WildlifeSAIL - Log No: 84

Date: 2005-04-13
Time: 1200
Location: Fort Pierce, Florida, USA
Latitude: 27.2803 N
Longitude: 80.1960 W
COG(true course over ground): 0
Ship's Log(distance sailed, nm): 27400
Sail Status: stowed
Weather State: warm front with rain squalls
Wind Speed(knots): 20
Sea State(Beaufort): 0
Barometric Pressure(millibar): 1005
Water Temperature(C): 24
Air Temperature(C): 28

Text Author: John-Frederick Thye

On January 24th, 2005, Kate, Daniel, and I carefully tied up Wildlife inside the holding area of Super Servant 4, a Dockside Carrier, which delivers yachts across the Pacific and Atlantic. Wildlife's time in the Pacific was completed and her mission was calling her back to the Atlantic. One and a half months later on March 11th, we greeted her in Port Everglades, where we backed her off the submerged carrier and navigated up the New River in Fort Lauderdale, over to the Lauderdale Marine Center. Here we took her out of the water for 3 weeks for necessary maintenance including gel coat care, teak oiling, engine and gear box maintenance, sail repair, new bottom paint, through hull and valve checks, etc. She had served us well for the first 4 years and is now ready for the future.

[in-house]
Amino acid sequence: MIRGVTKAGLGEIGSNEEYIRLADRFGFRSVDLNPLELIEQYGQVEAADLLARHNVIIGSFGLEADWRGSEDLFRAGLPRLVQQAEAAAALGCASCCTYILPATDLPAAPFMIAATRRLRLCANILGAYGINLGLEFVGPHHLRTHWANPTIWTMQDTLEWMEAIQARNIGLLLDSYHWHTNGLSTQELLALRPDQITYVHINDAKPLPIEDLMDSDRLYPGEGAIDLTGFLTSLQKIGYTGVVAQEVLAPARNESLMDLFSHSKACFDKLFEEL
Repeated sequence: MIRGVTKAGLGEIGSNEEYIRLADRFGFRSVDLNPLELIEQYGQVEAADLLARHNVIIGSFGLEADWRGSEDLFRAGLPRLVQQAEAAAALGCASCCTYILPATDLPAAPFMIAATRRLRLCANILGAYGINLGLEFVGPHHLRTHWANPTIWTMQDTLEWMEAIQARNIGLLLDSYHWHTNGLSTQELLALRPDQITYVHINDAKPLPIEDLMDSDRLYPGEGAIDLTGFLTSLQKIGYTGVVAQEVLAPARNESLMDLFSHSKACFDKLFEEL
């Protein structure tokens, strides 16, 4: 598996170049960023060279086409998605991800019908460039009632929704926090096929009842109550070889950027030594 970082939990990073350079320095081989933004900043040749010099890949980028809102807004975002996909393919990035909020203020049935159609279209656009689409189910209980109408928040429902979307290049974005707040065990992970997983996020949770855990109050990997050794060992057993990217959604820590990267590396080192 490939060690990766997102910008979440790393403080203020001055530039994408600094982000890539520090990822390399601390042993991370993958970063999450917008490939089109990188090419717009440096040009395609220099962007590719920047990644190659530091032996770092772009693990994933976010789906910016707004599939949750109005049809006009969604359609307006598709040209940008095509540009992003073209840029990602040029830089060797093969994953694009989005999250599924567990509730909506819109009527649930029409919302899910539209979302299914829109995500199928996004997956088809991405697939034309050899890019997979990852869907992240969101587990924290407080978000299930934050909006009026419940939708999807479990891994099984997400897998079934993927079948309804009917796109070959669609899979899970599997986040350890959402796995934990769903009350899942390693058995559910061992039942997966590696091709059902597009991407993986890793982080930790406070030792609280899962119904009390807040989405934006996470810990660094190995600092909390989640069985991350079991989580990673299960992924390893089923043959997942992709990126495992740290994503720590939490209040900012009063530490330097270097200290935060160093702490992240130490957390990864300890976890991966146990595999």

On April 9th we sailed into Fort Piece in order to visit family and see the Kennedy Space Center on Cape Canaveral, a truly awe inspiring project by NASA. The way the astronauts live in confined spaces for long periods of time reminded us of our long passages at sea. The Pacific, for example, took us over 60 days sailing to cross, not including the many days exploring between the islands. The Wildlife crew gets to know each other very well, especially because communication is so vital. Our safety measures aboard require, for example, that every person announce if they go onto the yacht's foredeck or into the bathrooms below. Reason is that the watch captain needs to know where his mates are at all times. Falling overboard, unless immediately noted, leads to sure drowning in the vastness of the ocean. And, in some sea states a crew retrieval is even dangerous to the man overboard, as well as to the yacht and crew aboard.


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